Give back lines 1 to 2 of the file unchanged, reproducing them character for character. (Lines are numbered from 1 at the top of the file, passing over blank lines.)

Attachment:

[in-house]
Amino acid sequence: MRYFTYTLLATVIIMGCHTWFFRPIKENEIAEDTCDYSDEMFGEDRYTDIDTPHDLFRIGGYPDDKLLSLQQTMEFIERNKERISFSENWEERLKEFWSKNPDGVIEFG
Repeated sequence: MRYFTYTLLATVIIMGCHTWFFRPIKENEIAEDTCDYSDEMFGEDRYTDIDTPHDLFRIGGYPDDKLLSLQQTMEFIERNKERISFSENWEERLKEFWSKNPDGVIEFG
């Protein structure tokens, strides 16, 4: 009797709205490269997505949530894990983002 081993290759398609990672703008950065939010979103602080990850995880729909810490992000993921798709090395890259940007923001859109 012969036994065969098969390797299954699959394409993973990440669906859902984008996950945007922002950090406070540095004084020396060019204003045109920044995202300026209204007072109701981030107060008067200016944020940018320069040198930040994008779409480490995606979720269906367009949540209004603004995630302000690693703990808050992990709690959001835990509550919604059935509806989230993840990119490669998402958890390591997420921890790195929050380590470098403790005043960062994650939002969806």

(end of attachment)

[in-house]
Amino acid sequence: MRYFTYTLLATVIIMGCHTWFFRPIKENEIAEDTCDYSDEMFGEDRYTDIDTPHDLFRIGGYPDDKLLSLQQTMEFIERNKERISFSENWEERLKEFWSKNPDGVIEFG